Intute wins Jason Farradane Award
19 December 2007
Intute, an online information service co-developed by the University’s Institute for Learning and Research Technology (ILRT), is the winner of the Jason Farradane Award 2007.
Intute is a free online service providing access to web resources for education and research. Created in partnership with university subject specialists, it provides more than 100,000 links to academic content on the web, as well as a suite of virtual training tutorials and internet information services. Intute’s origins lie in the 1996 Electronic Libraries programme, where a group of librarians and researchers won JISC (Joint Information Systems Committee) funding to develop their ideas for new internet gateway services. The service has always actively pursued original ways of working online, and is now a thriving concern.
The award was presented at the Online Information Conference at London’s Olympia in December. Adrian Dale, editor of the Journal of Information Science and Online Information conference chairman, said: ‘Intute is a great example of the UK library community taking a long-term, pioneering role in the internet information environment. Through effective collaboration, it has developed a national service which now has a global reputation.’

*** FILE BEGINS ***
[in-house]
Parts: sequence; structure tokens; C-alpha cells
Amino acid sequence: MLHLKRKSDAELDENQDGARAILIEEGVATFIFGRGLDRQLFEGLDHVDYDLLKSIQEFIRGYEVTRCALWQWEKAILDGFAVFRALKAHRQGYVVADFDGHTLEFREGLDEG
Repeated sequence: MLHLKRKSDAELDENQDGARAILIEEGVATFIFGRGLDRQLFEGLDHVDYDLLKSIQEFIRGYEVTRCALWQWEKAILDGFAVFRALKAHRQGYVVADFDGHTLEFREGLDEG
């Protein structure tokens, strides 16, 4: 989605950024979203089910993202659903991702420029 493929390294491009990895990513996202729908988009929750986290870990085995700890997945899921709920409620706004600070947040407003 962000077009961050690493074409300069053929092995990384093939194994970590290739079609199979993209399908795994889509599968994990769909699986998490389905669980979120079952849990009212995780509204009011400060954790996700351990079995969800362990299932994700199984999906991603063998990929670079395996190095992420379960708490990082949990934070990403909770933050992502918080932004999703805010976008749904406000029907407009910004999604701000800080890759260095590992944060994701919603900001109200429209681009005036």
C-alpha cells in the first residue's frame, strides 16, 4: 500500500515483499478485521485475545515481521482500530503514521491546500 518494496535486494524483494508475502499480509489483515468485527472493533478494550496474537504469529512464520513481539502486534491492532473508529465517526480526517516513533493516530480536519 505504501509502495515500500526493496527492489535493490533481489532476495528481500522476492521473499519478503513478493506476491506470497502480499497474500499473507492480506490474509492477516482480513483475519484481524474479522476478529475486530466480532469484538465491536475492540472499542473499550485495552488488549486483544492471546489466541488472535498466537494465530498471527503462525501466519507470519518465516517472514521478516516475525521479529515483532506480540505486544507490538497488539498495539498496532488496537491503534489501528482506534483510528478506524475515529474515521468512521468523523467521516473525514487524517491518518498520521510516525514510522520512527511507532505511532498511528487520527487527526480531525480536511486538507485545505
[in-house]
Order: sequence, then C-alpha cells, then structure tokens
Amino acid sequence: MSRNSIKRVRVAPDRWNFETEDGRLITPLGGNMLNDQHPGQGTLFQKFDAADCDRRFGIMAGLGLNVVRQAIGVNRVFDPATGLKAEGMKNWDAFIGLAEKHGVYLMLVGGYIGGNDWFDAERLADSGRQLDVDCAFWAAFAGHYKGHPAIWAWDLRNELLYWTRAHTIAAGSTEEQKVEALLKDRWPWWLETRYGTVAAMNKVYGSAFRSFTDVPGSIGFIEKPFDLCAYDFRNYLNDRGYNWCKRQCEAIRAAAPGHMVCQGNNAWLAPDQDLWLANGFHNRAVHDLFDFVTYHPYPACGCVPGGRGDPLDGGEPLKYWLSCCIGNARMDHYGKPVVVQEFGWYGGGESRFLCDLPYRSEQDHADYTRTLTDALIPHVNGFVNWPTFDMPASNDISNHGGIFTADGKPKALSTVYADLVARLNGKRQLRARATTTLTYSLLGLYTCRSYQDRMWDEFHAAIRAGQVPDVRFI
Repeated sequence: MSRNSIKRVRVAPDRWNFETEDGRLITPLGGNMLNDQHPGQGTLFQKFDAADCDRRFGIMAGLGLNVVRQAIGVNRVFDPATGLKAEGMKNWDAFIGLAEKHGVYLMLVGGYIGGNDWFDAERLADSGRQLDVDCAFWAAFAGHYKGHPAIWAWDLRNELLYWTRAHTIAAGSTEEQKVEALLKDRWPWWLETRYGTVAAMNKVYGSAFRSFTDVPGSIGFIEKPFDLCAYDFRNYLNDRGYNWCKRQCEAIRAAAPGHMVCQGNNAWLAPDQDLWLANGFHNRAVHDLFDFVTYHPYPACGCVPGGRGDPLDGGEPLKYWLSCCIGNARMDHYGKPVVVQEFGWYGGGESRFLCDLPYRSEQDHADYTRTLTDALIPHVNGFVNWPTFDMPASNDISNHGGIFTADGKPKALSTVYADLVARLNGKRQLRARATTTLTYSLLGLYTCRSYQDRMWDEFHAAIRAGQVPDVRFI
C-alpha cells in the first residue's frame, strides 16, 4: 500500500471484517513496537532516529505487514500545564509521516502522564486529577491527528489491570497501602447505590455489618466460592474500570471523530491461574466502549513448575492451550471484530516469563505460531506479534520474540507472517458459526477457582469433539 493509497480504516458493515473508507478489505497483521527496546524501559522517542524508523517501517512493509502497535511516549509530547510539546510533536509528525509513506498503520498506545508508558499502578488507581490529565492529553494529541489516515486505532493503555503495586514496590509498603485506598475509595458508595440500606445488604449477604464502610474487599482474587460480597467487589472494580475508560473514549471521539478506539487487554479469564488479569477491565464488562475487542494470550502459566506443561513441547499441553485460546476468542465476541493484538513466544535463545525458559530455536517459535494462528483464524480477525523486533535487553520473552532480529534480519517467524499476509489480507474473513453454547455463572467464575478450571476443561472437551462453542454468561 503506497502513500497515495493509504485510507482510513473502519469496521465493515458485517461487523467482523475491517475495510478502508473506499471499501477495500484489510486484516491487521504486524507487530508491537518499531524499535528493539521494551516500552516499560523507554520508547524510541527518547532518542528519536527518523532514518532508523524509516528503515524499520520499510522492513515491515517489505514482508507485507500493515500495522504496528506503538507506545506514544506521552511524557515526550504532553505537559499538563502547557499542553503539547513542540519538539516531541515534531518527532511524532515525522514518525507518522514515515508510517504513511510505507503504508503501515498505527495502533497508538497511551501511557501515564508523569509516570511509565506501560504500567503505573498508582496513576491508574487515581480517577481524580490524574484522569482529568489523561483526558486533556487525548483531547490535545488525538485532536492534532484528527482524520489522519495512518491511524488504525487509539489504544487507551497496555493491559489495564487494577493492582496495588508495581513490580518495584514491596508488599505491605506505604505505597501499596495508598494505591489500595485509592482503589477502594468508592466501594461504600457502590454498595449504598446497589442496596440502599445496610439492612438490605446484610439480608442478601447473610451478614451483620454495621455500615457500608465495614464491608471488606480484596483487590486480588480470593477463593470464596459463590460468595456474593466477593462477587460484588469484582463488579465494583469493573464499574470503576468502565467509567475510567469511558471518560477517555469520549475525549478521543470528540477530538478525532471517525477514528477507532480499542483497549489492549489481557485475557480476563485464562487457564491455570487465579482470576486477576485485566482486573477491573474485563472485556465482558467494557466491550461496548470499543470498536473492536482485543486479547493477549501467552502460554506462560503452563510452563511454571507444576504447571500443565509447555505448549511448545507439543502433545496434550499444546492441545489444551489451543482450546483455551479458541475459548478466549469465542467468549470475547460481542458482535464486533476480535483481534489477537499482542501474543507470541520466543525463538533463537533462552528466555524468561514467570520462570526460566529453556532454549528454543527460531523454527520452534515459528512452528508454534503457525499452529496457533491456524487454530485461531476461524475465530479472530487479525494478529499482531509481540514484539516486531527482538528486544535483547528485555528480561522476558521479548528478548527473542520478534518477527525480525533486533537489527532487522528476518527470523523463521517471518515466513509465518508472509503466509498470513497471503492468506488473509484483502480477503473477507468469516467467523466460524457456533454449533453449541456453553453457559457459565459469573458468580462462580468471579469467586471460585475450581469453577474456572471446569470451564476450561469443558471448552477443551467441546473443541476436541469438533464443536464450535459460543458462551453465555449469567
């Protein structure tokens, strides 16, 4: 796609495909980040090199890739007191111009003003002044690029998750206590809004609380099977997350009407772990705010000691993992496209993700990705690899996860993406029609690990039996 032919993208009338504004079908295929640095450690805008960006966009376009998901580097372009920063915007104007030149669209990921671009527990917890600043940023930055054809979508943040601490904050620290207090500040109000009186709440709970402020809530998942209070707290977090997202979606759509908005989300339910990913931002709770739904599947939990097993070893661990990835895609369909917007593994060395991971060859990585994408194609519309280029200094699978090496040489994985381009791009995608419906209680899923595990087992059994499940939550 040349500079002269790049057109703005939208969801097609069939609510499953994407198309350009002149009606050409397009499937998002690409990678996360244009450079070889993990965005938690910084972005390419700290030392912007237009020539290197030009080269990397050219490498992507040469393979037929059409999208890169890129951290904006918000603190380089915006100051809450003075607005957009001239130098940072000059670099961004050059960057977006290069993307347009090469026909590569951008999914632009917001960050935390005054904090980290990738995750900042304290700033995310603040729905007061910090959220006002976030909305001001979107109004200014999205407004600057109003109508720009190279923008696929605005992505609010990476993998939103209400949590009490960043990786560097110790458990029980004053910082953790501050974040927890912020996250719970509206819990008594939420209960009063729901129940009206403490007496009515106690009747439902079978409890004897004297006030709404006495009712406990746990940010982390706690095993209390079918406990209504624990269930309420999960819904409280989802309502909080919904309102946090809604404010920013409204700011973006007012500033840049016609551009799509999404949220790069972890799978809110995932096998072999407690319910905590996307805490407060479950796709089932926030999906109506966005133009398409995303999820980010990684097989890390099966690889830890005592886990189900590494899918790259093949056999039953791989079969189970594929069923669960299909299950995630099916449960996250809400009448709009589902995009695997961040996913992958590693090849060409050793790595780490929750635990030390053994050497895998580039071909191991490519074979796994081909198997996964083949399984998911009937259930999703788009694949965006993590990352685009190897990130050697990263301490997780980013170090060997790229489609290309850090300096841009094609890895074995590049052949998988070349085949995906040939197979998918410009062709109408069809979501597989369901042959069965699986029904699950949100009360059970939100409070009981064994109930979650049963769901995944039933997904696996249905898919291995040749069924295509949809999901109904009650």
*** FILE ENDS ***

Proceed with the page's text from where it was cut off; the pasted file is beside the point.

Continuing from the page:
Emma Place, Intute Training and Outreach Manager at ILRT, said: ‘We are delighted and honoured to receive this award. Intute is a community-driven service. Its success depends on input from staff in universities across the UK, who work collaboratively to build an internet service that can benefit the whole higher education community. The expertise of these people ensures academic credibility, which is absolutely essential for a service aimed at those users who are trained to be sceptical of unaccredited or unreliable sources as a matter of professional necessity. It’s great to see the value of this work formally recognised through this award.’